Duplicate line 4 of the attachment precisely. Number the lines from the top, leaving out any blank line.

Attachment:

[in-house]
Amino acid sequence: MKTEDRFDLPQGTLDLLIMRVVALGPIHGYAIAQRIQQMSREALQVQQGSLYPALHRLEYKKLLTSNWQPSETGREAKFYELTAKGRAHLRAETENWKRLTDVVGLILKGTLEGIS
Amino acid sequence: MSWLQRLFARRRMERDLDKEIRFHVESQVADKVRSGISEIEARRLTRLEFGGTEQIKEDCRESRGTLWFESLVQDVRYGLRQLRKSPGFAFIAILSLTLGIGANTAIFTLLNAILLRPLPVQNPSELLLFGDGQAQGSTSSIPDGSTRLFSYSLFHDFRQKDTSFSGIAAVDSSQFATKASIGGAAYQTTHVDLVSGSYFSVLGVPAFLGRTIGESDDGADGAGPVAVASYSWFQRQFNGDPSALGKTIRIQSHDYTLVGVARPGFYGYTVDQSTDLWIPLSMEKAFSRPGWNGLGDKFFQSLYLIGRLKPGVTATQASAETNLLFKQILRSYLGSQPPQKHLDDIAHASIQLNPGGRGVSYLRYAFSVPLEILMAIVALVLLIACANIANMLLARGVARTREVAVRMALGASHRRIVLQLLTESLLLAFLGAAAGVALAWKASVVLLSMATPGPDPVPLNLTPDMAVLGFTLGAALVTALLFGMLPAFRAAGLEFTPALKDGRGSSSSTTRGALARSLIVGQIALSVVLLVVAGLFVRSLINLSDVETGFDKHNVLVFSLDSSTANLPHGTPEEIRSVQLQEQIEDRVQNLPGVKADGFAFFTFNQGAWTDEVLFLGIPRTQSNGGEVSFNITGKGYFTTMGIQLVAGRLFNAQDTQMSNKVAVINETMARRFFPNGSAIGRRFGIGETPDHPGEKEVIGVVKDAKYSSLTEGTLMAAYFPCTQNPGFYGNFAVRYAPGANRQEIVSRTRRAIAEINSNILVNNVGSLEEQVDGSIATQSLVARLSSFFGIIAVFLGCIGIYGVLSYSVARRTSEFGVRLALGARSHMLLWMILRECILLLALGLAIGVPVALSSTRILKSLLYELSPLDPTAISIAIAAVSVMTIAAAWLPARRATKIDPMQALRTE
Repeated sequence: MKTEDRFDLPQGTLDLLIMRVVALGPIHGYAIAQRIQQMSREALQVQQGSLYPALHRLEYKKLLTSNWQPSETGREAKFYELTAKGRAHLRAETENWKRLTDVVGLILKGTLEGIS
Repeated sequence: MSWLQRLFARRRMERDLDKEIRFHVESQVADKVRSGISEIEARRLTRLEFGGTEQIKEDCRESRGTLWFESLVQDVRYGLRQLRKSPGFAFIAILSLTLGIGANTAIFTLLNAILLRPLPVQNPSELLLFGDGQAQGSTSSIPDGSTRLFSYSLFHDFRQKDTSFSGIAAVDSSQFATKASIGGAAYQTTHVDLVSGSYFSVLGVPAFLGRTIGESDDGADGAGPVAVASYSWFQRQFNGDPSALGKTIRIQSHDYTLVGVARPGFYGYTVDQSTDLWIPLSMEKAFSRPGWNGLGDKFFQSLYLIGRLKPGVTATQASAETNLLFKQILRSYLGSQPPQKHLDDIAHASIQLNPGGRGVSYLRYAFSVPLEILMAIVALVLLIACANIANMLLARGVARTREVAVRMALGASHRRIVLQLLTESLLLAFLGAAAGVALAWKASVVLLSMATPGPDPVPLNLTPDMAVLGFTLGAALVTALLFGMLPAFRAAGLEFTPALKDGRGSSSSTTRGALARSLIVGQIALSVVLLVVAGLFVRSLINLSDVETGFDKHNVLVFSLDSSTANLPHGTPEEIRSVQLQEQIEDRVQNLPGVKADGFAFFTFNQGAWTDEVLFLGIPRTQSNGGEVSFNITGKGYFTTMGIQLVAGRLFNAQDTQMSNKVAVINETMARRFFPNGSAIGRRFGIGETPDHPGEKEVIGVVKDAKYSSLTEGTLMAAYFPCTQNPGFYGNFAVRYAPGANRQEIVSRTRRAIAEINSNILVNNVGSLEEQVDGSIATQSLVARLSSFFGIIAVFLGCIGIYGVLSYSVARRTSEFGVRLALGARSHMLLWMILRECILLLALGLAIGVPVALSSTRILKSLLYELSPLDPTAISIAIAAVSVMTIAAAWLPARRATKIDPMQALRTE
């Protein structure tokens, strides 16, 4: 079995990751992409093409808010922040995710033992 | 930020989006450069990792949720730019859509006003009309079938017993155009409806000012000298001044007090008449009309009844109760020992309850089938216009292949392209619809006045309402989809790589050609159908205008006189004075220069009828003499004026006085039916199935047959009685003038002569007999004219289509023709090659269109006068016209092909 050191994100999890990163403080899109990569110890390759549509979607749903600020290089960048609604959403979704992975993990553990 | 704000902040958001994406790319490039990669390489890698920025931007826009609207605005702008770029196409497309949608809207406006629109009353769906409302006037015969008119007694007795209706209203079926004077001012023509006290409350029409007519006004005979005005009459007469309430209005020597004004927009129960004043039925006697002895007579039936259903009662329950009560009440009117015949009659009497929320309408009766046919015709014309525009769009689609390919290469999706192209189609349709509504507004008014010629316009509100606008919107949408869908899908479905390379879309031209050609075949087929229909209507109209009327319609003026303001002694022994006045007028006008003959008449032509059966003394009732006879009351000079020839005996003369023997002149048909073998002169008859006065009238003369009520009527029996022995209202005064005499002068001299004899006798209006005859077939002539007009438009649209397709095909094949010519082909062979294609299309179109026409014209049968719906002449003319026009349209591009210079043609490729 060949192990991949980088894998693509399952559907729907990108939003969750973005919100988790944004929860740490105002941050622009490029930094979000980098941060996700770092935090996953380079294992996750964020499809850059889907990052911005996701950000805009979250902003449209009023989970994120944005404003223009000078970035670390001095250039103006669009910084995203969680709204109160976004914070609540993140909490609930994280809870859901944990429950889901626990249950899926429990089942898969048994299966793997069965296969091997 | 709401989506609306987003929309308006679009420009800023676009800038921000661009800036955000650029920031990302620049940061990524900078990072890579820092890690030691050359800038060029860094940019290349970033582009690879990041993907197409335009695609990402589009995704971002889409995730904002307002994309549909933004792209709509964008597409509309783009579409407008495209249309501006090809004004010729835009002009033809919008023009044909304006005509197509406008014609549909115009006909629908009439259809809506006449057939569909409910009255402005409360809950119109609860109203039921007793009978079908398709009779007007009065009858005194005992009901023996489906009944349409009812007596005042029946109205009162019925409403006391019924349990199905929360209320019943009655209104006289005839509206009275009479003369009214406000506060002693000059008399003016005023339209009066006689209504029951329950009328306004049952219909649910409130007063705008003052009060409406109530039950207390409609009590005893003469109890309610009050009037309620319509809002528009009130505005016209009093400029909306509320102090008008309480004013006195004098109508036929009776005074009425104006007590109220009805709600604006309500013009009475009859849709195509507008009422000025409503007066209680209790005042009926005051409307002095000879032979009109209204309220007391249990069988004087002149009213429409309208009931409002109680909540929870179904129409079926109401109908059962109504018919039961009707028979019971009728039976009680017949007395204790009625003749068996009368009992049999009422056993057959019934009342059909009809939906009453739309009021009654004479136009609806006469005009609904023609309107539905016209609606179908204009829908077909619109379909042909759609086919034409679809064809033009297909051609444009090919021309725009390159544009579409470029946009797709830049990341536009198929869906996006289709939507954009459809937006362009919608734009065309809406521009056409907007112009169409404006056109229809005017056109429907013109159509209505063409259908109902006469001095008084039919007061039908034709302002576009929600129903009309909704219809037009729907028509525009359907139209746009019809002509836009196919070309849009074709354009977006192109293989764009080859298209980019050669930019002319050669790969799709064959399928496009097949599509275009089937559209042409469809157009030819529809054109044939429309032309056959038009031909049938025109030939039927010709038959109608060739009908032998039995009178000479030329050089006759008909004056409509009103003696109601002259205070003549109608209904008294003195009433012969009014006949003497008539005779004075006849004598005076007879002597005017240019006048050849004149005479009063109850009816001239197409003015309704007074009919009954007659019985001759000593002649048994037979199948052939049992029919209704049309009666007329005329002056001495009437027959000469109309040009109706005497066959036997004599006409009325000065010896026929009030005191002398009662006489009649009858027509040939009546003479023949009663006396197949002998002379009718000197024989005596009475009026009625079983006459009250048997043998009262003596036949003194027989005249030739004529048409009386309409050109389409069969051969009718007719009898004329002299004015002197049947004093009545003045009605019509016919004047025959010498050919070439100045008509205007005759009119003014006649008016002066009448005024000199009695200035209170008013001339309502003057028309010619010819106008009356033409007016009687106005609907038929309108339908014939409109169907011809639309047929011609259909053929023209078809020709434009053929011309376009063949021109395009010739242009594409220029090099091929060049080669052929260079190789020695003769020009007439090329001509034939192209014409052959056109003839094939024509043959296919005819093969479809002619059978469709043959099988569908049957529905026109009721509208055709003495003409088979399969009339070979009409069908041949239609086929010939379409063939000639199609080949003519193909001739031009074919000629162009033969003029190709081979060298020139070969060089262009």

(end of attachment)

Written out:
Repeated sequence: MKTEDRFDLPQGTLDLLIMRVVALGPIHGYAIAQRIQQMSREALQVQQGSLYPALHRLEYKKLLTSNWQPSETGREAKFYELTAKGRAHLRAETENWKRLTDVVGLILKGTLEGIS